This article originally appeared on Lincoln Journal Star. To view the original article, click here.
Small devices that detect vaping in bathrooms will continue to be added at high schools — and someday middle schools — across Lincoln.
Currently, Lincoln East High School is the only school at Lincoln Public Schools to have vape detectors, but that is set to change soon.
The Lincoln Board of Education on Tuesday approved a nearly $200,000 bid from Kidwell Electric to purchase 150 more vape detectors.
The district doesn’t yet know which high schools will receive this round of detection devices or when they will be installed, but officials hope to have them soon in all eight high schools and LPS’ 12 middle schools, according to Ryan Zabawa, director of student services.
“We know that these kids are vaping. We know that there’s a major problem in our community and in our nation,” Zabawa said.
Lincoln East has been piloting the vape detectors since the beginning of October when they were installed in all 24 of the school’s bathrooms. In the month or so since, the school has already seen a drastic improvement in the number of vaping incidents reported on campus, Zabawa said.
The district has been seeing an increase in vape usage among students for years and the users continue to get younger and younger, Zabawa said, calling it a “large-scale issue.”
“We’re seeing more and more (incidents) each year, and we’re also seeing those numbers trickling down into our elementary schools,” Zabawa said. “We need to do what we can to try and curb this from occurring.”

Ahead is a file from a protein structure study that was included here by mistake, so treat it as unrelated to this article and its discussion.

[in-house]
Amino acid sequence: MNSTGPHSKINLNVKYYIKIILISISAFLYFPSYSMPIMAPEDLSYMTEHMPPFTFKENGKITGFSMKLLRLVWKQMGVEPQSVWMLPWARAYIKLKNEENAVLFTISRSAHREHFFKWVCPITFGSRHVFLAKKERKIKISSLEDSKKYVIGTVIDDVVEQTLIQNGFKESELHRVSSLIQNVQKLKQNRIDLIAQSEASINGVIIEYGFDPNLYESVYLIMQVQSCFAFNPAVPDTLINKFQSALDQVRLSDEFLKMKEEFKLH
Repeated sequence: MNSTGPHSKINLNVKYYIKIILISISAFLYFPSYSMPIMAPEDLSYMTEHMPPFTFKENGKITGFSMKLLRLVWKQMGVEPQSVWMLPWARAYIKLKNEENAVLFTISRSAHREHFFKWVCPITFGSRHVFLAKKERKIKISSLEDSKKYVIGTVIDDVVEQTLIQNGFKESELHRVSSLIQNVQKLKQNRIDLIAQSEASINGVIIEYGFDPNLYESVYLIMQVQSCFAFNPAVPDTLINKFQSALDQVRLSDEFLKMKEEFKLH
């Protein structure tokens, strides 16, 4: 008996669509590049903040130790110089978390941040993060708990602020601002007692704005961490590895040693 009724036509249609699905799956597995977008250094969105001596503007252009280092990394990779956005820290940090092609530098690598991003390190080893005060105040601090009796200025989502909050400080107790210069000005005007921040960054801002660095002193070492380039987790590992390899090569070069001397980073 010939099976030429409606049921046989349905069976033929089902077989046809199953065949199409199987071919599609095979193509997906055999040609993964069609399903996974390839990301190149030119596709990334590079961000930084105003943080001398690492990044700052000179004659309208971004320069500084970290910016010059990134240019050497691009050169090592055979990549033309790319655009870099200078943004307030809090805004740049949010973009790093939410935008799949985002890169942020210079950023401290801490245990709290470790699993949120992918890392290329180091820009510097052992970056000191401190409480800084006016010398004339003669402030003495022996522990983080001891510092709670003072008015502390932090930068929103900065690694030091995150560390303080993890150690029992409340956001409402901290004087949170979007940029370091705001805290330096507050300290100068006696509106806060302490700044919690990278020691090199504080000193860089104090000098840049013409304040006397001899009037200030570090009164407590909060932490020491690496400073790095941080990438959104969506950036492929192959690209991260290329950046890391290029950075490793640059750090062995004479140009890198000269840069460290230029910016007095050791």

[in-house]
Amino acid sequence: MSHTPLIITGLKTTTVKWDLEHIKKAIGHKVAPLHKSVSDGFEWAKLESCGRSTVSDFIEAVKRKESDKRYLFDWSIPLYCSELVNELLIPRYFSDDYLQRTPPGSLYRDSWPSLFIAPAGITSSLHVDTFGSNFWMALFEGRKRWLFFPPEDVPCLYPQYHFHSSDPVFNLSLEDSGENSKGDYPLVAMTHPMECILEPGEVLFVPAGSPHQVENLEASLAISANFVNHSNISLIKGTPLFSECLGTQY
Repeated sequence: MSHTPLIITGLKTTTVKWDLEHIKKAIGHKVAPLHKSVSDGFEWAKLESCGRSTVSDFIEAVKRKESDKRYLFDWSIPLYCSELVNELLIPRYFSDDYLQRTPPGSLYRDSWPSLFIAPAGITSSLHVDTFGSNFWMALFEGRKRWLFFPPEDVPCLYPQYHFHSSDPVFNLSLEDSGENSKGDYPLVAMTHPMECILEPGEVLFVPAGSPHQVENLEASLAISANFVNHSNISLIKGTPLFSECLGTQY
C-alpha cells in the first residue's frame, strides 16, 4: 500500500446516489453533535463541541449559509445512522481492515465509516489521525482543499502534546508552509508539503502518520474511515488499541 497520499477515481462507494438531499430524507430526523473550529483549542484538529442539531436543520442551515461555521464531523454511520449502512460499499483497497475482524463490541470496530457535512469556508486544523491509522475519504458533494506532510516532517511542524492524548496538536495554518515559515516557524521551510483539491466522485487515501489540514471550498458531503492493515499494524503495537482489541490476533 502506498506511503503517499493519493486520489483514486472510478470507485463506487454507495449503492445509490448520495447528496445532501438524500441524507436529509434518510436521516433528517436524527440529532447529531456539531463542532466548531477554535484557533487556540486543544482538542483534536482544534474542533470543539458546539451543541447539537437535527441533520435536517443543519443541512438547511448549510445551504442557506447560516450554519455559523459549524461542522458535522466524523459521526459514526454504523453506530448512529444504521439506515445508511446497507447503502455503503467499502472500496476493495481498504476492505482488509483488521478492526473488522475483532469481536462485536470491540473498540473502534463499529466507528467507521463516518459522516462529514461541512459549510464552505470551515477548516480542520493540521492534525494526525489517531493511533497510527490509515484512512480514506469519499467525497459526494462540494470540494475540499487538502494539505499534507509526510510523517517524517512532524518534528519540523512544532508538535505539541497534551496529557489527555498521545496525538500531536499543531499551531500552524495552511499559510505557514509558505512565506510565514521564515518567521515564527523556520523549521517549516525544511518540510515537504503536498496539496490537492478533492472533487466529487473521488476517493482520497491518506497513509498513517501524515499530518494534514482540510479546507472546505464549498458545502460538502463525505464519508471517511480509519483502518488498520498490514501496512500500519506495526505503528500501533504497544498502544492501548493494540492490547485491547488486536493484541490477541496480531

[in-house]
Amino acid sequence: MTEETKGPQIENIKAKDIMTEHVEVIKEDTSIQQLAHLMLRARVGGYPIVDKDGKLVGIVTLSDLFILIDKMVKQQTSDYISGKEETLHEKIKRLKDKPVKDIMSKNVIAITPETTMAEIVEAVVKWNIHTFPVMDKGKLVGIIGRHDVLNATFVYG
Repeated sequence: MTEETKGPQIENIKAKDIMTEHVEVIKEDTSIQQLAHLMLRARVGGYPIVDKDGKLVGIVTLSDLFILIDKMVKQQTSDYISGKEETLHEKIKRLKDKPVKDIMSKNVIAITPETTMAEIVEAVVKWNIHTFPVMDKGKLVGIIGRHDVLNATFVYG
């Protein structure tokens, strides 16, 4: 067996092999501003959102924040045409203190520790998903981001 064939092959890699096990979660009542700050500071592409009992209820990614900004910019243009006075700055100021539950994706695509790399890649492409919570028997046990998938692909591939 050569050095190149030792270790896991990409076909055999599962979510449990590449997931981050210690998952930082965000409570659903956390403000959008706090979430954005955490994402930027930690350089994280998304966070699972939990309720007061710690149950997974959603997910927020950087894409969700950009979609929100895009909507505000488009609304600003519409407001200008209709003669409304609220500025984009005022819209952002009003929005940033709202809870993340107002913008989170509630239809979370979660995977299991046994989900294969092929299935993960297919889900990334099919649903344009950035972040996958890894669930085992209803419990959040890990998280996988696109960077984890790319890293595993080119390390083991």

The district will have more accurate data on the impact of vape detectors in the months and years to come after they’ve had the technology implemented for some time, officials said.
“Whether or not the students are not using vapes anymore, we’re pretty certain that they’re no longer using them in our schools as a result of the devices,” he said.
When the district decides which schools will receive this second batch of detection devices, a notice will be sent out to students’ families informing them of the new technology, and signs will be placed outside of each restroom stating that vape detectors are in use.
While the devices can detect the nicotine vapor produced by e-cigarettes, they do not record video, audio or anything that could personally identify students. However, administrators are notified when the devices detect vapor and investigate to find out which students are responsible.
The district’s new electronic hall pass system can aid this process as staff will have access to which students were signed out of class at the time.
The devices can also detect THC vapes and have the option to light up and make noise when vapor is detected. However, the district does not plan to use this setting.
Students who are caught vaping have the option to enroll in a Vape Education program. Those who opt out will face other disciplinary measures like suspension.
The devices are paid for through a settlement from a class action lawsuit against the popular e-cigarette company Juul. LPS participated in the so-called mass-action litigation claiming Juul targeted teenagers, which earned the district just under $1 million.
It was recommended by Superintendent Paul Gausman in April that the district use a portion of the settlement on vape detection devices. The rest of the funds are set to be used for vaping intervention, too.